Wednesday, 2 June 2021

Walking for NASS

As you likely already know, AS is an odd illness because the primary way of alleviating it involves exercise. Exercising your aching joints can seem a nonsensical way of preventing increased stiffness later, but it seems to work a treat. Asking for a Blue Badge assessment does, I can assure you, lead to some quizzical looks. Sure, I can walk, and sure, I try to park as far away as possible from where I'm going, but - when I'm walking to my final destination once I get out of the car - I look pretty disabled; hobbling along like someone who needs some help.

Last year, my friend and colleague Claire Ashton started up a walking challenge to keep people engaged in physical exercise during the lockdown. She's written about the process on LinkedIn, and I'd recommend you read that article if you want to set up a challenge yourself. I signed up, and I think I did pretty well, primarily because I walk the dogs at least twice a day (if it's too hot, we knock off the lunchtime walk and instead do two long walks, one early morning and the other once the sun goes down). I also spent weekends walking, a lot! Even to the extent that someone stopped to enquire to check if I were OK.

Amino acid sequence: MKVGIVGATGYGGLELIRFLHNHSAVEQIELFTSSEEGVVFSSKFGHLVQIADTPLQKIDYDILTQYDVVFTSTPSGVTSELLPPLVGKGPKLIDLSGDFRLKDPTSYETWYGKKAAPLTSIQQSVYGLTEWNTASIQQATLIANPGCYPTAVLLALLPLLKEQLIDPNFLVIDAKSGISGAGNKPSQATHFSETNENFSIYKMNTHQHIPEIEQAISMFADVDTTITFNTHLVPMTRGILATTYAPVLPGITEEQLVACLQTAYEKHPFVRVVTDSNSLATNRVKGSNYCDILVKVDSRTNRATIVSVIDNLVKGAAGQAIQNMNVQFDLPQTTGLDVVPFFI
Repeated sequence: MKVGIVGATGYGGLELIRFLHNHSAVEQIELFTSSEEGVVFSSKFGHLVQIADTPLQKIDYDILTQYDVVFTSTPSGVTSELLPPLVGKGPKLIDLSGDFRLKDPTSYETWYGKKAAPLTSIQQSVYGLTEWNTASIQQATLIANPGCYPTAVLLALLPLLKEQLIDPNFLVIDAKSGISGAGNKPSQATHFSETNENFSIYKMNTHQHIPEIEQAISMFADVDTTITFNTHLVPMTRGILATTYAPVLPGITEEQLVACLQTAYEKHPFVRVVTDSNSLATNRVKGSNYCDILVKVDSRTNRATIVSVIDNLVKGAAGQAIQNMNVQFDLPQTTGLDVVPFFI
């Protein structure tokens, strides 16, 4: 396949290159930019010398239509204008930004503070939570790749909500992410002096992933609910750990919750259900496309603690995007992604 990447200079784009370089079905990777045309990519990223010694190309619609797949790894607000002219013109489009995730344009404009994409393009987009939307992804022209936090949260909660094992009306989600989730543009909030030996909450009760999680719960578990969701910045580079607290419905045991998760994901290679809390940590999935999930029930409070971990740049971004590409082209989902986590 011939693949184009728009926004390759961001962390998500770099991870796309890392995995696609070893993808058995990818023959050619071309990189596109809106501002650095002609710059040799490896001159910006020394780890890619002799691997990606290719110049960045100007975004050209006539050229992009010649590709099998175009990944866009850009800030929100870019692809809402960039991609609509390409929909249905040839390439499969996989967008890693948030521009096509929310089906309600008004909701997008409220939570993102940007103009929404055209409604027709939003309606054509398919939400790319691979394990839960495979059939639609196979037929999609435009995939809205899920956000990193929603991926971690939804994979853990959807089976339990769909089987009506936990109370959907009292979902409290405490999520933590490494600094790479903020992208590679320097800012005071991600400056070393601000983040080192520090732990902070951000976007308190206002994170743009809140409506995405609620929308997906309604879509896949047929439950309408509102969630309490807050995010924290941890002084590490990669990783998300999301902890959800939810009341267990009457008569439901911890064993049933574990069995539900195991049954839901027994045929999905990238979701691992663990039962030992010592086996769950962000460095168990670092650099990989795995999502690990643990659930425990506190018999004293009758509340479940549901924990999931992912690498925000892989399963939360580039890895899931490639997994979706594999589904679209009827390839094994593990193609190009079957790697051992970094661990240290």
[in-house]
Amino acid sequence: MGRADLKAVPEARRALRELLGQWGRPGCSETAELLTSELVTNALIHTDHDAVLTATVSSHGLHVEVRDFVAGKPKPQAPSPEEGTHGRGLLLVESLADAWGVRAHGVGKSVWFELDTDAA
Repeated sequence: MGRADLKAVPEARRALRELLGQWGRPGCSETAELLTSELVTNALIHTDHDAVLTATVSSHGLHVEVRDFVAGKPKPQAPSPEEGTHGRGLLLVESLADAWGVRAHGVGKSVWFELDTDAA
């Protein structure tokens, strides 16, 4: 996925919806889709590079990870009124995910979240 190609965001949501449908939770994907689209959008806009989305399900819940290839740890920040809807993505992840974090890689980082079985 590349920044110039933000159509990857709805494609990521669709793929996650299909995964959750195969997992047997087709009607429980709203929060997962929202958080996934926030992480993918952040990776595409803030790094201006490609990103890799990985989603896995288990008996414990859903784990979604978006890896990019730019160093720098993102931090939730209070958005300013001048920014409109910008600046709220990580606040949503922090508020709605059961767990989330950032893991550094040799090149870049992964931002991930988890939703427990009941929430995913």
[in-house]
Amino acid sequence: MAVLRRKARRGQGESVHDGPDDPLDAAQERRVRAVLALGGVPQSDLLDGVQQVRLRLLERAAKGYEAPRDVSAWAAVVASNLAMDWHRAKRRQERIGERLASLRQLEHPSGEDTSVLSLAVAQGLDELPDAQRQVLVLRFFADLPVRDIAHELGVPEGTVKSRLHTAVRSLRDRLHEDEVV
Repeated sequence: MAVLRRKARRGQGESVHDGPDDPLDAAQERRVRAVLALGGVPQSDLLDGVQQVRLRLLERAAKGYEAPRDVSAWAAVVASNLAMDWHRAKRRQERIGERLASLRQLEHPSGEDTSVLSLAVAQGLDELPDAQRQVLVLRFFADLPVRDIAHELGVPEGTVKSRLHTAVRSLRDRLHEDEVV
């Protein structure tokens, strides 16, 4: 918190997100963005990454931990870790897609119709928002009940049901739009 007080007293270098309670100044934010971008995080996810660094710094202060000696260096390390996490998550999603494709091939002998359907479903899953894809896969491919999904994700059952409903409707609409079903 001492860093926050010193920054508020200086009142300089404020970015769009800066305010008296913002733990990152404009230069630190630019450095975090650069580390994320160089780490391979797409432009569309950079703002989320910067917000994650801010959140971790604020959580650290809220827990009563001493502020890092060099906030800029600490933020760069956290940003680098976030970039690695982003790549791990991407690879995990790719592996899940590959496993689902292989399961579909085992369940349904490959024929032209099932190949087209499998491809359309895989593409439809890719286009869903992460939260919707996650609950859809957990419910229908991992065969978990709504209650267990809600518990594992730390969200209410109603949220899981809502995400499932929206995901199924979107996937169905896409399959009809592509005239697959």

After completing the walking challenge at work, I wanted to carry on. Claire and I followed a link from a colleague, joined her team, and signed up for the walk 1,000 miles challenge. That coincided with the Walk with us, Walk for AS fundraiser, so I adapted the template to 1,000 miles rather than 250, and away I went. I hit 1,000 miles at the end of April this year and achieved my funding target of £250.00 a few days ago. I've now signed up for the Pacific Crest Trail Virtual Challenge, which is a further 2,485.5 miles, and as of today, I'm 15.16% of the way there (I know because I wrote a Bookmarklet). Hopefully, I'll get there by the end of the year; at least once it gets a bit cooler, it'll be OK to take the dogs for long walks at lunchtime.

I still walk like I'm about three times older than I am (admittedly, that'd put me at near to 150 - but you perhaps know what I mean), and the tendonitis I've got in my ankle means that most steps are not in the least bit comfortable, but it does keep me active! And messing about with charting my progress, and working out percentages, has kept my mind engaged while I'm not walking. I've kept involved while walking with listening to audiobooks via audible and encouraging my youngest dog to drop the latest terrible thing that she's decided to eat. Every so often, I even manage to have someone else to walk with, now that restrictions are easing.

I hope NASS do the same next year; I'll certainly sign up again!

No comments:

Post a Comment